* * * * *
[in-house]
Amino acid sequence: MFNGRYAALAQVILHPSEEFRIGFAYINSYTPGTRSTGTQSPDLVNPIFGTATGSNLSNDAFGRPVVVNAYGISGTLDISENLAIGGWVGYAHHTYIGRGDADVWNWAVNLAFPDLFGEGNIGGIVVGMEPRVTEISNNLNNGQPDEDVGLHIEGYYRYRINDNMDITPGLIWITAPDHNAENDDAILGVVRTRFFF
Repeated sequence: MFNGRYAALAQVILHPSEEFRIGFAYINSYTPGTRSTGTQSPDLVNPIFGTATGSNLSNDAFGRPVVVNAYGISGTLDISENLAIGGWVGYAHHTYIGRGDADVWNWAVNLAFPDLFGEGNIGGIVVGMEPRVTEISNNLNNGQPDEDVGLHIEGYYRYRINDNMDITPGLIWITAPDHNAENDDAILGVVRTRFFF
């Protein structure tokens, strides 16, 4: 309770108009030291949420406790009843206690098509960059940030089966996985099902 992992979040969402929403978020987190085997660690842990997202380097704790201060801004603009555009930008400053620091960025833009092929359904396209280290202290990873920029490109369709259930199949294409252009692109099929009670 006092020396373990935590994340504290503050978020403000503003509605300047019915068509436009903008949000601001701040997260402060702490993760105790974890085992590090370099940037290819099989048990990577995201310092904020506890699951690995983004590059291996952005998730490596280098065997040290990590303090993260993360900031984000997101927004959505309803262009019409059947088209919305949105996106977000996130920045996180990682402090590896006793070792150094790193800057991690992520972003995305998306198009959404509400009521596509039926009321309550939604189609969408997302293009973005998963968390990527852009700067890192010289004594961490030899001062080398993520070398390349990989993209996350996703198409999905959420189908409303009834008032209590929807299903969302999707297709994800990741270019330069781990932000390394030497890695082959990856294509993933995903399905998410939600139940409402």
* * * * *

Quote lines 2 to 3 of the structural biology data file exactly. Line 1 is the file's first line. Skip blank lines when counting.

Amino acid sequence: MFNGRYAALAQVILHPSEEFRIGFAYINSYTPGTRSTGTQSPDLVNPIFGTATGSNLSNDAFGRPVVVNAYGISGTLDISENLAIGGWVGYAHHTYIGRGDADVWNWAVNLAFPDLFGEGNIGGIVVGMEPRVTEISNNLNNGQPDEDVGLHIEGYYRYRINDNMDITPGLIWITAPDHNAENDDAILGVVRTRFFF
Repeated sequence: MFNGRYAALAQVILHPSEEFRIGFAYINSYTPGTRSTGTQSPDLVNPIFGTATGSNLSNDAFGRPVVVNAYGISGTLDISENLAIGGWVGYAHHTYIGRGDADVWNWAVNLAFPDLFGEGNIGGIVVGMEPRVTEISNNLNNGQPDEDVGLHIEGYYRYRINDNMDITPGLIWITAPDHNAENDDAILGVVRTRFFF